30 thoughts on “Underground Railroad – August 31, 2014

  1. Lovely piece and yes, it certainly is a stepping point or platform for so many other types of “refugee” type events; not to diminish the importance of the Underground Railroad, of course, but it is worth considering that history does repeat itself, and we live with the contradictions by “polishing” the silver and naming it differently.


    • Exactly …. a lot of silver polishing going on constantly (how wonderful we were) … just kind of distracts us from reality of every day life and how we are administering problems today.

      Liked by 1 person

      • Absolutely! Keep the masses distracted, act on our behalf, and then keep them further distracted and encourage irresponsibility of consequences of decisions and actions. For further “amusement” – then turn around and “blame” and accuse the masses of being lackadaisical.


        • Yes, that’s how it works I think … you’ve understood the sequence very well … one wonders how many other people are actually aware of what’s going on? I get the feeling that they’re a lot more than we think.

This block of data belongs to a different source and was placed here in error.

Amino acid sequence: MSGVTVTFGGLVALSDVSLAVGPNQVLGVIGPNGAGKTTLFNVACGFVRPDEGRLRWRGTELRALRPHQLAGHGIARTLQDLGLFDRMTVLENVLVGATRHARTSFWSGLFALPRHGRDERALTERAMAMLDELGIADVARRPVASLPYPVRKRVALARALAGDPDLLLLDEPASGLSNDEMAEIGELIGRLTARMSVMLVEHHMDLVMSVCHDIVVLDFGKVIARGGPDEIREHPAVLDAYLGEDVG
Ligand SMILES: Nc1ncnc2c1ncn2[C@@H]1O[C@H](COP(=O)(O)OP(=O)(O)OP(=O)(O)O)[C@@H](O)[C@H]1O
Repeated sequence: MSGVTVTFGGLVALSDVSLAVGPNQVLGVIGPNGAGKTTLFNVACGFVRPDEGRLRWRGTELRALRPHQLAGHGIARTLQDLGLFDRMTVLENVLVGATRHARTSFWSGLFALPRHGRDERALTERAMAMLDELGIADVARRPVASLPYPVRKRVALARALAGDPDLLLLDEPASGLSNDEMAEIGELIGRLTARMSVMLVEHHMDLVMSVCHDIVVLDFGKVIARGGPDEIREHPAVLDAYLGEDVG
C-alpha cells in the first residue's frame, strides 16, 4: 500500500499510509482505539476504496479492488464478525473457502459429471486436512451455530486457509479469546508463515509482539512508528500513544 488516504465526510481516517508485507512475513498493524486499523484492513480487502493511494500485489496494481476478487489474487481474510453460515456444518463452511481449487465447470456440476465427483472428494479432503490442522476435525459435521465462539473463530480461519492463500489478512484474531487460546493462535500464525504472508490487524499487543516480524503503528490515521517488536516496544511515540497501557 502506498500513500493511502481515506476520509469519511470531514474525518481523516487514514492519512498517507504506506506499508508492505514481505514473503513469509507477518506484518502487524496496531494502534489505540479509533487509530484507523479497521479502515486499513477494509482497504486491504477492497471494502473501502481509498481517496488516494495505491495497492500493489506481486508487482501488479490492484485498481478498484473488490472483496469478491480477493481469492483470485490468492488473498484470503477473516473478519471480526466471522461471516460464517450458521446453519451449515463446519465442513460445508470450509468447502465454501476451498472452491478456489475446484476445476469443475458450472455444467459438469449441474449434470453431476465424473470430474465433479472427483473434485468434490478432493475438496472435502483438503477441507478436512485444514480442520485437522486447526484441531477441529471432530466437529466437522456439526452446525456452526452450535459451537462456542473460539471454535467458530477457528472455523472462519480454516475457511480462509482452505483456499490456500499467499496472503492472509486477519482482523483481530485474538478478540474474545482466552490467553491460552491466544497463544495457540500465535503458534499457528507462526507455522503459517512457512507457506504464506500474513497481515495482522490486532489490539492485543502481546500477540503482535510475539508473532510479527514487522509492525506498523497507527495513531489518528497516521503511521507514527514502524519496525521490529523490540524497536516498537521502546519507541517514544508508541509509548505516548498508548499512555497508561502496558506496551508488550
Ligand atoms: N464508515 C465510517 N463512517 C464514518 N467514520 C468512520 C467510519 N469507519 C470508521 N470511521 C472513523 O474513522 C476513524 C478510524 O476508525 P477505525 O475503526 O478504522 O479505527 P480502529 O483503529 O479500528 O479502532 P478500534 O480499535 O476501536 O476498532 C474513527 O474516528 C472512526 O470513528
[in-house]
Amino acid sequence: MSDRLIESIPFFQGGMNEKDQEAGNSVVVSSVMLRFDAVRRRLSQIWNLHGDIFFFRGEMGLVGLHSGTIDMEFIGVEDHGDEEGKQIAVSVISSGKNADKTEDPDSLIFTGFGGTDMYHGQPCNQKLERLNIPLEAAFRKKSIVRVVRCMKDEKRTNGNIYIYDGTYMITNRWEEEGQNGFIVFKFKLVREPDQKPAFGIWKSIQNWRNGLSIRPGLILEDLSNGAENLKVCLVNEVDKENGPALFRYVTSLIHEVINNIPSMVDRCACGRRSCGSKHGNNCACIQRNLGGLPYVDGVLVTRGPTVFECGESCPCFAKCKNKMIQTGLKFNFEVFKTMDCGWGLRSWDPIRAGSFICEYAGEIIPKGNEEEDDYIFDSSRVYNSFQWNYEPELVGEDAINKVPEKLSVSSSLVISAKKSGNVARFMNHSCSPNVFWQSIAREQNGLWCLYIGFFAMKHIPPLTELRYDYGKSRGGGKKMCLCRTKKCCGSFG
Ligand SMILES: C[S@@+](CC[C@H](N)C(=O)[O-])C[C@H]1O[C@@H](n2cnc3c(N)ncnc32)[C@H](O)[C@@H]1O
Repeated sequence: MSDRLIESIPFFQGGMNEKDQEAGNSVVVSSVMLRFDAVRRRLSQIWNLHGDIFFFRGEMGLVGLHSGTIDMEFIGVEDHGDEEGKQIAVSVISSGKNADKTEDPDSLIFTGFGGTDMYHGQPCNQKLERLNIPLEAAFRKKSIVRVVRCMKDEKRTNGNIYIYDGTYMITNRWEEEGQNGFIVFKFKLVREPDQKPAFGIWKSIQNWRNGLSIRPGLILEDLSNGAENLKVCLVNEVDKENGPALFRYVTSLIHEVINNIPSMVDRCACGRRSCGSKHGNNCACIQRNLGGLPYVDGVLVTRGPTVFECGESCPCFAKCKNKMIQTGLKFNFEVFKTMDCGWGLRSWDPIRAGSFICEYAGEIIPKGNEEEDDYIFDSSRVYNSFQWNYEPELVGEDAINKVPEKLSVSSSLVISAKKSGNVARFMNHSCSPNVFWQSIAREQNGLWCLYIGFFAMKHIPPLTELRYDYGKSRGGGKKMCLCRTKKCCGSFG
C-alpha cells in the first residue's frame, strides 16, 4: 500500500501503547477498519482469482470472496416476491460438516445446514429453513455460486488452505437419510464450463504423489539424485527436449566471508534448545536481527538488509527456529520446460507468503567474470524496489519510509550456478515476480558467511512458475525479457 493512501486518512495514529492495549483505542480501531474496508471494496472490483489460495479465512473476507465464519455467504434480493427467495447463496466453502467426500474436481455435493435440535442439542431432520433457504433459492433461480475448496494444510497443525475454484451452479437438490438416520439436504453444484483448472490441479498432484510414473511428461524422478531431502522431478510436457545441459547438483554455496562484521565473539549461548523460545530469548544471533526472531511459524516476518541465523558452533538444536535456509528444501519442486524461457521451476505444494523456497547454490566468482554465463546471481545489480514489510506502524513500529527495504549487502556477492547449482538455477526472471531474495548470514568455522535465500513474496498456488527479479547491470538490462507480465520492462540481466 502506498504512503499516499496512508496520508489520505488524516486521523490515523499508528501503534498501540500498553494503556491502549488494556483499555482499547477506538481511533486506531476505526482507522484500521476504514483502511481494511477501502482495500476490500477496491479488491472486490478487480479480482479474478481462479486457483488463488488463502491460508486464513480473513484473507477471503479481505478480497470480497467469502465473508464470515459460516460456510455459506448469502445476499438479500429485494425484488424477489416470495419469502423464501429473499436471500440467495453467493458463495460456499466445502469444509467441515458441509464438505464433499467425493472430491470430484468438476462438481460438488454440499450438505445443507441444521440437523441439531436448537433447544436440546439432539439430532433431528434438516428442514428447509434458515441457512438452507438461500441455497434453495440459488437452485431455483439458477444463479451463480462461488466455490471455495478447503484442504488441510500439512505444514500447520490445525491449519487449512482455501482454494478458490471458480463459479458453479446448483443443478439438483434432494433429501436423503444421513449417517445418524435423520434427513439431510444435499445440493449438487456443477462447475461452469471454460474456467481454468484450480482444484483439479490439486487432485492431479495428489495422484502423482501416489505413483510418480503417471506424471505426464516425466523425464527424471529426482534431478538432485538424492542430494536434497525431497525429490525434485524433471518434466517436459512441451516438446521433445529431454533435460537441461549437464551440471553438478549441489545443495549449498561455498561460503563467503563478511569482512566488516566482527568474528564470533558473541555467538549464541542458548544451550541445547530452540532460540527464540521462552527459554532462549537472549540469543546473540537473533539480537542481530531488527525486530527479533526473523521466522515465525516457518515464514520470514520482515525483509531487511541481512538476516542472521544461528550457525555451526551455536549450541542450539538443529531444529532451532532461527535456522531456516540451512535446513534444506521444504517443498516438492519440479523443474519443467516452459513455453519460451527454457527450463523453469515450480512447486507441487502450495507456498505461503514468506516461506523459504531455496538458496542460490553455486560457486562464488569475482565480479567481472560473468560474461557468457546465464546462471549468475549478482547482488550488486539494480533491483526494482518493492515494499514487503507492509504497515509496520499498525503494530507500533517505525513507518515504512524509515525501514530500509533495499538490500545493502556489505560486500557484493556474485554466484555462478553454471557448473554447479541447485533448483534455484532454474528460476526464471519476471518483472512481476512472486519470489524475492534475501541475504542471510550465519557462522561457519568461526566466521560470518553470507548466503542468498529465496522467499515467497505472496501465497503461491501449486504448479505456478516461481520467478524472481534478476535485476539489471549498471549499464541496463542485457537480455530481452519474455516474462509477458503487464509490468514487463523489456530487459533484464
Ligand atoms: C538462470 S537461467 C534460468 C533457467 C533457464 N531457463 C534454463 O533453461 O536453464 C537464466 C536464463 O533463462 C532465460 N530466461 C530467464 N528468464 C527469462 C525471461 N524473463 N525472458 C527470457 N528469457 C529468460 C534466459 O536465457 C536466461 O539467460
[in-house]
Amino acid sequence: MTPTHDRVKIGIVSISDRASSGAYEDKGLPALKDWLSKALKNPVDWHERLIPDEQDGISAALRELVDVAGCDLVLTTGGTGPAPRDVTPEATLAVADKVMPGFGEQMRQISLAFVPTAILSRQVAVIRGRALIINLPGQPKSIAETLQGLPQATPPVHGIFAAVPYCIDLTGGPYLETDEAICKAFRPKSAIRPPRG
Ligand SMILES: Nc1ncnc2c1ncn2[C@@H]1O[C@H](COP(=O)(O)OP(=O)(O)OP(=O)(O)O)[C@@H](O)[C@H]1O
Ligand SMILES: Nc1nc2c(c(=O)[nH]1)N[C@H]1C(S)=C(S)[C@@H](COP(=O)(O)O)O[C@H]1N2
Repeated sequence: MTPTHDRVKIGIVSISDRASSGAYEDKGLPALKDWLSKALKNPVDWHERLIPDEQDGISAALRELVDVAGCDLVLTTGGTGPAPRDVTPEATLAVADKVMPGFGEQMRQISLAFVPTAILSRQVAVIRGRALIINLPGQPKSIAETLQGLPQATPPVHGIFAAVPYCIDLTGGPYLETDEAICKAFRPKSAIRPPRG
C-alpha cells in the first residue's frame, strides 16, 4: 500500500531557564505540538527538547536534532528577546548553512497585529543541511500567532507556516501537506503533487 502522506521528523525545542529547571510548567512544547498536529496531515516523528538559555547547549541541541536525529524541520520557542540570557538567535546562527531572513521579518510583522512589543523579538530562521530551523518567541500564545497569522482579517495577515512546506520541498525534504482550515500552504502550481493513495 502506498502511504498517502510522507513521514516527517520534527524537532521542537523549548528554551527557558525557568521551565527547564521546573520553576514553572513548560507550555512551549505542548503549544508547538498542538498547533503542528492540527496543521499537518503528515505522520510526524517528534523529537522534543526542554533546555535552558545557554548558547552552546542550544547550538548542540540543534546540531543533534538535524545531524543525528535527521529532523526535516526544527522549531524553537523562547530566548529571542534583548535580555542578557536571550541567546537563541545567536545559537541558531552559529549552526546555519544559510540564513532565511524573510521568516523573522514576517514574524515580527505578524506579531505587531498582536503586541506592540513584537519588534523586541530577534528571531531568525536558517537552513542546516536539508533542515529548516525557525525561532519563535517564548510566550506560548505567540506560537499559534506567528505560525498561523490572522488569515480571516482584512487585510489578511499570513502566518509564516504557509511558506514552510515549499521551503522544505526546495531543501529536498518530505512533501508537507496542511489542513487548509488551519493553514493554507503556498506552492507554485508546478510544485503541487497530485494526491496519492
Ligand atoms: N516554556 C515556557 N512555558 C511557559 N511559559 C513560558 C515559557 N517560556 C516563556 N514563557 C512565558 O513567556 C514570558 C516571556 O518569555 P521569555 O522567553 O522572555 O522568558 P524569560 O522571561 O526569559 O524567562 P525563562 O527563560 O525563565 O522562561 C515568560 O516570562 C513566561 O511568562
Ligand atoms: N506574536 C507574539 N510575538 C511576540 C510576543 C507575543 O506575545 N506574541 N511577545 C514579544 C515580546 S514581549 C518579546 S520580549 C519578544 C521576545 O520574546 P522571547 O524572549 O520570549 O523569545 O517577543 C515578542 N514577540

Liked by 1 person

          • I *hope* so …. even if not vocal about it — but mindful and aware …. there is nothing more dangerous than masses ignorant and then, incredibly angry when things change, whether the truth is known or the realizations happen.


          • A mindless mob is almost as bad as a sheeple society. Our problem lies in the fact that as a whole we don’t know how to organize ourselves. We’ve been trying to do so for about 10 thousand or so years … we usually wind up delegating life to others and then lamenting our sort. Still … there must be a better way to avoid those terrible excesses of violent power ..

            Liked by 1 person

  2. Thanks for the great story and the history lesson too. 🙂 People need to remember.

    My little town was really worried during the Civil War — in Peeay, but not too far from the Mason Dixon line either. Who knew what would happen when the Confederates came into town – and they did,several times, burning it once. And then Gettysburg — oh my. There was a community of free blacks in the county – and there were several underground railroad stations – but no one was really safe from the slave catchers. Even if you had papers.